"No, Missy. Sorry. There really hasn't been much time to date or even think about it."

"Maybe next semester. Any cute professors?"

"Melissa, you're incorrigible." This from Maggie.

"No, just hopeful."

"Mom, may I be excused?" This from Charlie.

"Of course. The second half must have started by now. You're late."

Charlie got up and planted a kiss on his mother's cheek. "Mom, you really are the coolest."

"Oh, well, then maybe I'll bring dessert into you shortly. Go, enjoy."

He was gone.

"Mom, I'm going to start cleaning up. You and Missy stay and talk."

"Sweetheart, thank you, but you stay. We'll clean up together. There's no rush. I want to enjoy having both of my girls with me."

Dana got up and walked to where Maggie was sitting and wrapped her arms around her mother's neck in a tight hug. Maggie was surprised and thrilled. Her younger daughter wasn't always the most demonstrative person.

"Mom, I've always thought that Mother's Day was a kind of silly, made-up holiday, but I don't feel that way now. I know I'm a few hours early, but happy Mother's Day. I'm so glad we're here together." She nodded to include Melissa in her comment.

"Sweetheart, you're a very special girl. I don't know what you see for yourself down the road, but I think that one day you'll be a special mother, too. And you too, Melissa. The two of you are so different, but in your very individual ways I think that you would make wonderful mothers."

Dana was amazed to hear her mother say these things. She didn't even know if she wanted to be a mother, but she felt all warm inside knowing that her mother felt this way. She wanted to hold on to this feeling.

"Now, how about some dessert?" Maggie knew when to move on.

"I'm ready. Very ready. That's the real reason I stopped by, you know."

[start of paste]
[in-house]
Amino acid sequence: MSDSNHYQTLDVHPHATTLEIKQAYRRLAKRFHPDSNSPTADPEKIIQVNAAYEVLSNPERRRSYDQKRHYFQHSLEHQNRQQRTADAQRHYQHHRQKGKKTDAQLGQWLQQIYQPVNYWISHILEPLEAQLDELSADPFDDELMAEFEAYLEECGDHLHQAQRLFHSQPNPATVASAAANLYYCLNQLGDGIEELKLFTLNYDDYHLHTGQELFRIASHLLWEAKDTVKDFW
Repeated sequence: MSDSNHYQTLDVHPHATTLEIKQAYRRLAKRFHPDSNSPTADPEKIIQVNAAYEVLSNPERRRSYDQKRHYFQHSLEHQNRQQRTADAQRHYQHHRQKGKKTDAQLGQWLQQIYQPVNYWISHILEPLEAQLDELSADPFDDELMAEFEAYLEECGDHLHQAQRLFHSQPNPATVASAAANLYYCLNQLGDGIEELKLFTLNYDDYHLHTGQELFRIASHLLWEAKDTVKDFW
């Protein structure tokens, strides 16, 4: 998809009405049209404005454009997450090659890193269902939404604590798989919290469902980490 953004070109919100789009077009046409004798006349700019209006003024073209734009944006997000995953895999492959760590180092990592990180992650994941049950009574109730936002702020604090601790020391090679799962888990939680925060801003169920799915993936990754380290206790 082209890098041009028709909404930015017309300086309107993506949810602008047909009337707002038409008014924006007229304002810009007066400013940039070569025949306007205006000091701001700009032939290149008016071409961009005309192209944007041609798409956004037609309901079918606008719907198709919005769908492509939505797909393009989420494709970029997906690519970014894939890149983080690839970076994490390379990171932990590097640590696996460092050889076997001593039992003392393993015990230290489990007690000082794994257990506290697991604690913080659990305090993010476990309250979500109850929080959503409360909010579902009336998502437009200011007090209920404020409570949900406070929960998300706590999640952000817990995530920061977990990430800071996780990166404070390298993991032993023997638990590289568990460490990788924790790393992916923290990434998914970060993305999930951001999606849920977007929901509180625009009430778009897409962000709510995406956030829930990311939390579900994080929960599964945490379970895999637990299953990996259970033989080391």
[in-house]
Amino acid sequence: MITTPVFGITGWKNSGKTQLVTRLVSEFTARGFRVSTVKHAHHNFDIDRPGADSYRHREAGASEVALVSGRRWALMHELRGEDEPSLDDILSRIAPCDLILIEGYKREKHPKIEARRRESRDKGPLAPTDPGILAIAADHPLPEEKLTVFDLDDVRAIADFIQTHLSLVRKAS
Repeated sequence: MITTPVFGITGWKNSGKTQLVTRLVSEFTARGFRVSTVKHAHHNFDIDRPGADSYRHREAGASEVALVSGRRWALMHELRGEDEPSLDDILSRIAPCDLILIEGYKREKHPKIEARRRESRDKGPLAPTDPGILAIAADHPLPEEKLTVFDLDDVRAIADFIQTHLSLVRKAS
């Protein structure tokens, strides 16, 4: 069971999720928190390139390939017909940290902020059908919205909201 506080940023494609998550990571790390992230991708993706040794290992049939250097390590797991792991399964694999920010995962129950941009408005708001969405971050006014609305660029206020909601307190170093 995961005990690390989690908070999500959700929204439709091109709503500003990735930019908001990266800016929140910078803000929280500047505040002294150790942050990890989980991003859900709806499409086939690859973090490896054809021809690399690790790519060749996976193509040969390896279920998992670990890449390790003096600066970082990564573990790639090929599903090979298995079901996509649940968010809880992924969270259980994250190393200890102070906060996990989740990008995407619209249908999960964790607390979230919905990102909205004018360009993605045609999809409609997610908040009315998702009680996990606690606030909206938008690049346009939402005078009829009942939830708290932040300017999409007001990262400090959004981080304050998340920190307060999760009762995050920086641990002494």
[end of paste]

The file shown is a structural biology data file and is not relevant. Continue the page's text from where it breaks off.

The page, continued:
"Of course." It was good to know that Melissa's sweet tooth hadn't disappeared over the year.

"So, I'll put the coffee on, slice up the cheesecake and we'll settle in." Maggie got up and went to the kitchen, leaving her daughters to muse over her comments. Melissa spoke first.

"Dana, you know, I do want to be a mother. Not right away, but some day."

"You'll be good at it. I don't know if I'm cut out for it, though. Maybe I'll just be an aunt."

"No, Dane. You'll be a mother. I can see it. Really, I can."

"Okay, how many?"

"Two, maybe three." Melissa was starting to have fun now; Dana looked a little pale. "Okay, how about one for starters?"

"That sounds better."

"Well then, Happy Mother's Day to us. One day, far, far away." That gave them a giggle.

Dana was suddenly thinking that she didn't want to leave tomorrow after dinner, as she had planned.

"Missy, thanks for turning up tonight. I'm so glad I was here."

"You're welcome. Next time, though, I want some stories."

"Duly noted."

"Of love, not libraries."

"Got it."

Then across the table came Melissa's hand. She extended a pinky finger to her sister. Dana returned the gesture and they linked.



"One day."

~ End ~

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This story is (c) Copyright 2003 by Christine Leigh. "The X-Files" and its characters are the property of the Fox Network and Ten-Thirteen Productions and are borrowed here without profit or intent for profit.